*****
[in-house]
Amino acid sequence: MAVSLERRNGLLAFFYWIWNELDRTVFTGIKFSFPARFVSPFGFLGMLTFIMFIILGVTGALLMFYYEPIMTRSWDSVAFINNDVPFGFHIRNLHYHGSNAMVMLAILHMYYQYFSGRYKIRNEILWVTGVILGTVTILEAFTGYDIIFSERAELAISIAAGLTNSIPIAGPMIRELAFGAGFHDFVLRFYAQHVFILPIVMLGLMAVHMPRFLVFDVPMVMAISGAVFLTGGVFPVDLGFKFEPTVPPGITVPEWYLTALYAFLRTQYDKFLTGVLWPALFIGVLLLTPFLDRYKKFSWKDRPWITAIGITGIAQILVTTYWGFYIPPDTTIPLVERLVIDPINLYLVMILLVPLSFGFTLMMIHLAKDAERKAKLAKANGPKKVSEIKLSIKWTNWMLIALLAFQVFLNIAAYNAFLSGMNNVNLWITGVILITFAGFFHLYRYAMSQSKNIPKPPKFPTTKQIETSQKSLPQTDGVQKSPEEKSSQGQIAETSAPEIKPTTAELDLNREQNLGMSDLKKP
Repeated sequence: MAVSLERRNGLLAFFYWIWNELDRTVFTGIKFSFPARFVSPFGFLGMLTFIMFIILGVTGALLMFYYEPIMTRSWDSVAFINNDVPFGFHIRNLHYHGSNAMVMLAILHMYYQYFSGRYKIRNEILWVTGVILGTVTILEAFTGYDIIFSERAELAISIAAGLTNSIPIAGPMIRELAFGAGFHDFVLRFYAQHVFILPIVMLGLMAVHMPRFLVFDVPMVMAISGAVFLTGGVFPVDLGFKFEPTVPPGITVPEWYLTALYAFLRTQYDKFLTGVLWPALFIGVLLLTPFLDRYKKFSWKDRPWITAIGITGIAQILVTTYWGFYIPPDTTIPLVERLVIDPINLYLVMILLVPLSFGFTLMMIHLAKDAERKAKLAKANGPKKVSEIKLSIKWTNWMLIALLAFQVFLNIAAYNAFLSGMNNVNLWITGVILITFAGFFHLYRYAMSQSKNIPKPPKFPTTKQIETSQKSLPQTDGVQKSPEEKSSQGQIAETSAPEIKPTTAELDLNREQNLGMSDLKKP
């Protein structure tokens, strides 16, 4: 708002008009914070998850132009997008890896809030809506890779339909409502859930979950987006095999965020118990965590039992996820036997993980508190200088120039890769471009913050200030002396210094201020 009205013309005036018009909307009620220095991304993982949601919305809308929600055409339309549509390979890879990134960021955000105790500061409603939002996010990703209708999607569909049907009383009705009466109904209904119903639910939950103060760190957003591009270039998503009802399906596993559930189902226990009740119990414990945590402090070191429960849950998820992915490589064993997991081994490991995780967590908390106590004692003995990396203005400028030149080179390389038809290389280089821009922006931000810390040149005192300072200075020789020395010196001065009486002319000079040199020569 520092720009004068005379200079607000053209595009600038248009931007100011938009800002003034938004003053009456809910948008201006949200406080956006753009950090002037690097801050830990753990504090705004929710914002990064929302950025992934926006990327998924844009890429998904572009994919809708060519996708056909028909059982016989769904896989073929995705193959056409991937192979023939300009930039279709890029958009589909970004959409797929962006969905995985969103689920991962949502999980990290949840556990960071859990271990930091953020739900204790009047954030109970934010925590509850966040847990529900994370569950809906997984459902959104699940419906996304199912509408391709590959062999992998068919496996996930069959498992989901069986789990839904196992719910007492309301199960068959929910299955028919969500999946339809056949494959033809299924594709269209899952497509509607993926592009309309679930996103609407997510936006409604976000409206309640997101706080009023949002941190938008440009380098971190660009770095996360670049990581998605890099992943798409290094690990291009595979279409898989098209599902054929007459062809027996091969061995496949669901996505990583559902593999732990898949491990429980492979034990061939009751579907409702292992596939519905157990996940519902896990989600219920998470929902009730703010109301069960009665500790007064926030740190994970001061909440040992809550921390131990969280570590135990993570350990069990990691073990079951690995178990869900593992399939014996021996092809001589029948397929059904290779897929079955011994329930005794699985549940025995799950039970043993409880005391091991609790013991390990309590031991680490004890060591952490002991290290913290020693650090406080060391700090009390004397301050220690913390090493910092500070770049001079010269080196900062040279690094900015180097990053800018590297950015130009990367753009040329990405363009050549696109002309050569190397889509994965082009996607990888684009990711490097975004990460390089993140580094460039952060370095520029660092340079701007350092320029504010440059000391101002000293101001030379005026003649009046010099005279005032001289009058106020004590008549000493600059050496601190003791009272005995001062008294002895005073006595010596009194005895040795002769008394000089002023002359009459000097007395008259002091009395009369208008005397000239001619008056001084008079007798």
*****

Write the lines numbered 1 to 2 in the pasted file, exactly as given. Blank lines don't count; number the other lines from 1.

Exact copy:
[in-house]
Amino acid sequence: MAVSLERRNGLLAFFYWIWNELDRTVFTGIKFSFPARFVSPFGFLGMLTFIMFIILGVTGALLMFYYEPIMTRSWDSVAFINNDVPFGFHIRNLHYHGSNAMVMLAILHMYYQYFSGRYKIRNEILWVTGVILGTVTILEAFTGYDIIFSERAELAISIAAGLTNSIPIAGPMIRELAFGAGFHDFVLRFYAQHVFILPIVMLGLMAVHMPRFLVFDVPMVMAISGAVFLTGGVFPVDLGFKFEPTVPPGITVPEWYLTALYAFLRTQYDKFLTGVLWPALFIGVLLLTPFLDRYKKFSWKDRPWITAIGITGIAQILVTTYWGFYIPPDTTIPLVERLVIDPINLYLVMILLVPLSFGFTLMMIHLAKDAERKAKLAKANGPKKVSEIKLSIKWTNWMLIALLAFQVFLNIAAYNAFLSGMNNVNLWITGVILITFAGFFHLYRYAMSQSKNIPKPPKFPTTKQIETSQKSLPQTDGVQKSPEEKSSQGQIAETSAPEIKPTTAELDLNREQNLGMSDLKKP